Tuesday, January 7, 2014

Andrew Winston's Sustainable Business Questions for 2014 and Beyond

Andrew Winston has been providing a top ten list of sustainable business stories for the last four years. He is the co-author of the best-seller Green to Gold and the author of Green Recovery. His forthcoming book, The Big Pivot, will be released in April. He advises some of the world’s biggest companies on environmental strategy. Here are eight questions for sustainable business in 2014 and beyond.

1. Will the divestment movement continue to gather steam and put significant pressure, either financial (unlikely) or moral (much more intriguing), on fossil fuel companies?

2. Will all the talk about building a circular economy gain mainstream acceptance?

3. Will we get better at valuing natural capital (and will companies and markets care)? It certainly garnered lots of attention this year, with new estimates of the damage the global economy does to natural assets (trillions), new tools to measure natural capital, and an important new book from former Goldman partner and CEO of The Nature Conservancy, Mark Tercek.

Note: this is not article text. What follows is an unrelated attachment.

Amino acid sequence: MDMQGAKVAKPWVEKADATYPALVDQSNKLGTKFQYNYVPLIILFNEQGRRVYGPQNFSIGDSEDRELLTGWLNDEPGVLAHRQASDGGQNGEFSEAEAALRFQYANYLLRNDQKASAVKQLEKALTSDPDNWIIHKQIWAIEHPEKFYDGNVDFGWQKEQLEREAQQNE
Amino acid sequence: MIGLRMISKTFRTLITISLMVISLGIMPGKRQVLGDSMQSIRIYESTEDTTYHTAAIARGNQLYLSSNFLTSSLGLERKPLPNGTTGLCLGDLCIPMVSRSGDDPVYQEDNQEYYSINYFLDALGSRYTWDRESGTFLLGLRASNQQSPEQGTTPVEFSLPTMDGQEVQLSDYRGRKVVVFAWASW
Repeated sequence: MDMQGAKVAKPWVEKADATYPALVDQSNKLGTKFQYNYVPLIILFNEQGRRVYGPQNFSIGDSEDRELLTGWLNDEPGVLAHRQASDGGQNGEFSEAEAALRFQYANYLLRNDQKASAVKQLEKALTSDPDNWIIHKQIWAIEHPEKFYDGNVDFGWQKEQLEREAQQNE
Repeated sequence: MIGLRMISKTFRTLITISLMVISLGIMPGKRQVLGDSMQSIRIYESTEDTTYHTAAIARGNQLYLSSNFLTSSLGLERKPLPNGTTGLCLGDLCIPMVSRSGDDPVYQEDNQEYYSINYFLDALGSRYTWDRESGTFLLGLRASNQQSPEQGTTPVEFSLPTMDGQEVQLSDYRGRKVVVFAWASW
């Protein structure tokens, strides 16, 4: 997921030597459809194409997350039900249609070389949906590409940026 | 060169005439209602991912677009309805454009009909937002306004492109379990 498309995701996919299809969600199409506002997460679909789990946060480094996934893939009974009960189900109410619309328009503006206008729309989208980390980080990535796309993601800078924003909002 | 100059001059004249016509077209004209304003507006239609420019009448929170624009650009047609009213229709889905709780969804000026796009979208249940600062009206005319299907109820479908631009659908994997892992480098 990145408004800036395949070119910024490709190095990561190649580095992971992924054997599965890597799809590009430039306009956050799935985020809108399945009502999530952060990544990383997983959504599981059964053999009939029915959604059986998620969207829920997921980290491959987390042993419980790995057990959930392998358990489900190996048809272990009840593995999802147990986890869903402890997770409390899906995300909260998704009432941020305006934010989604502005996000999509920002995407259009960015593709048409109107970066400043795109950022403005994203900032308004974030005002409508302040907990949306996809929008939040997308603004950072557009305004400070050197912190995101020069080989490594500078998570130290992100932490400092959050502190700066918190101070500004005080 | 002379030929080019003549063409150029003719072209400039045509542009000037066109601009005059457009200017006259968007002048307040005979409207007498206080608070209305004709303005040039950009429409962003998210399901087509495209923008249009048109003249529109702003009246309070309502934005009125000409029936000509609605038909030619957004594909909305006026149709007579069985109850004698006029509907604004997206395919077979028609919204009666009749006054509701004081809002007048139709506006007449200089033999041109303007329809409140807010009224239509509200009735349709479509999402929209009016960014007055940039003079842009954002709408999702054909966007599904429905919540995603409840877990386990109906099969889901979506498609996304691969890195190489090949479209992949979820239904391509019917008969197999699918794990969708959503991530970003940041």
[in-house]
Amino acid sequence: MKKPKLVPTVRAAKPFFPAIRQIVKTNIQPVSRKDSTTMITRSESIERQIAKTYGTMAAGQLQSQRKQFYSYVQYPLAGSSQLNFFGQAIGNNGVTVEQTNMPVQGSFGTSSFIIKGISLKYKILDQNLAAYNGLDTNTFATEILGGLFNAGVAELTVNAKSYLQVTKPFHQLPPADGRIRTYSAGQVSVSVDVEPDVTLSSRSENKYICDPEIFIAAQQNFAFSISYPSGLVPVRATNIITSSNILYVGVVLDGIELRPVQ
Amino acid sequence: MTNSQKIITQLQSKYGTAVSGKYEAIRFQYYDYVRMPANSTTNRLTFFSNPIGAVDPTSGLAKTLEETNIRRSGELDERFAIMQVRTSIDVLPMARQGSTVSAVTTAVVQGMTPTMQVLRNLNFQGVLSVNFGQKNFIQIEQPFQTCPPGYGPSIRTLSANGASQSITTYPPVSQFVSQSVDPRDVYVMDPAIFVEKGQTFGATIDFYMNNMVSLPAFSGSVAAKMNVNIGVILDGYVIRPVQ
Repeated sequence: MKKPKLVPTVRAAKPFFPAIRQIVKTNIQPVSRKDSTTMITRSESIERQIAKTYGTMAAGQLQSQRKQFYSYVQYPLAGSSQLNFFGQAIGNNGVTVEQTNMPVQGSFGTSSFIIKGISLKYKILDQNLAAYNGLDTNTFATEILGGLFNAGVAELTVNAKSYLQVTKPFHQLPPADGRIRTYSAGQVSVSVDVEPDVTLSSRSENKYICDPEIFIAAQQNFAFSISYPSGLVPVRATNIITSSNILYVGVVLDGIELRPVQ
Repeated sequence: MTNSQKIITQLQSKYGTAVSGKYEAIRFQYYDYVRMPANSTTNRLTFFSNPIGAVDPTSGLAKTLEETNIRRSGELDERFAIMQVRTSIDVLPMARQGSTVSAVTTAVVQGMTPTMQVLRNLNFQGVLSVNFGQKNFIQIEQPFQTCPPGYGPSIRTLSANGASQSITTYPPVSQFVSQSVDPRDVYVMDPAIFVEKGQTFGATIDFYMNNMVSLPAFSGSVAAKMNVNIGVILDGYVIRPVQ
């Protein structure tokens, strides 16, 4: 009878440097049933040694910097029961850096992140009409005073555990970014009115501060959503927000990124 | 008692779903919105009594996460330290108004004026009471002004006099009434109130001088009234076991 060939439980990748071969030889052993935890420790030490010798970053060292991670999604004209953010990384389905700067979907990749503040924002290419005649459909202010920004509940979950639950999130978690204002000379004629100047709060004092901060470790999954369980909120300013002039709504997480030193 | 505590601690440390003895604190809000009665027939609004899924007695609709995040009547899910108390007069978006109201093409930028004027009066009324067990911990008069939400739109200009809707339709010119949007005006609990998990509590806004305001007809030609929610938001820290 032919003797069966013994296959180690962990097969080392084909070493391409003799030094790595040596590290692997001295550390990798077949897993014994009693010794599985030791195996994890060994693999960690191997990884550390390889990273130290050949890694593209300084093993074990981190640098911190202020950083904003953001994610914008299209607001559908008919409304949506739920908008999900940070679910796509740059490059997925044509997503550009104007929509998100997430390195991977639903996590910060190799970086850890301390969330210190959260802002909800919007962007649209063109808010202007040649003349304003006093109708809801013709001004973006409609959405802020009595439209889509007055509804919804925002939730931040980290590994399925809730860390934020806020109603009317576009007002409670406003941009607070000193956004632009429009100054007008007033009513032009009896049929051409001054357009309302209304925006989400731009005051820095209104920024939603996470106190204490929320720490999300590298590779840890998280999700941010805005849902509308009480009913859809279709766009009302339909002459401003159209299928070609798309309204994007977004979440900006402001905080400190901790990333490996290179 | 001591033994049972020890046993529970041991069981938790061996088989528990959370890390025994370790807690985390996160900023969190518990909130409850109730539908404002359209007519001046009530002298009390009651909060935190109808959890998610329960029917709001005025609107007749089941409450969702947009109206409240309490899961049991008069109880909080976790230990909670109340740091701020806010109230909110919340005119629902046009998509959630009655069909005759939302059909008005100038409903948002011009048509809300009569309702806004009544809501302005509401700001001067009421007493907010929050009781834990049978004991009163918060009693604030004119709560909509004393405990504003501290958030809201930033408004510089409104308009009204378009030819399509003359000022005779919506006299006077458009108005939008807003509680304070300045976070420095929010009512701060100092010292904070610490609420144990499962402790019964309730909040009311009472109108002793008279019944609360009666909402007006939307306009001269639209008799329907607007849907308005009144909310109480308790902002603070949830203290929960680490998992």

4. Can challenges to our consumption-driven model go gain currency? Patagonia continues to launch programs like its Responsible Economy initiative and a backlash to Black Friday, “Worn Wear,” which suggests that we should enjoy what we already own.

5. Will the resilience push take hold? New York City released a $20 billion plan to get the city ready for more extreme weather — will companies embrace the risk-reduction benefits of different thinking and planning?

6. Finally, why haven’t more companies followed some of the recent sustainability leaders? Paul Polman at Unilever stopped providing quarterly guidance a few years ago so the company could focus on real value creation. And Microsoft and Disney remain really the only two big companies charging their own divisions a carbon fee (yes, as CDP recently reported, and the New York Times put on the front page, 29 large companies now use some kind of internal pricing for carbon. But most of these are “shadow prices,” in use for years, not actual fees.

7. Why has the pace of change lagged the urgency of our mega challenges?

8. Will more than a small number of companies embrace a much deeper change to business as usual?

Source: Harvard Business Review

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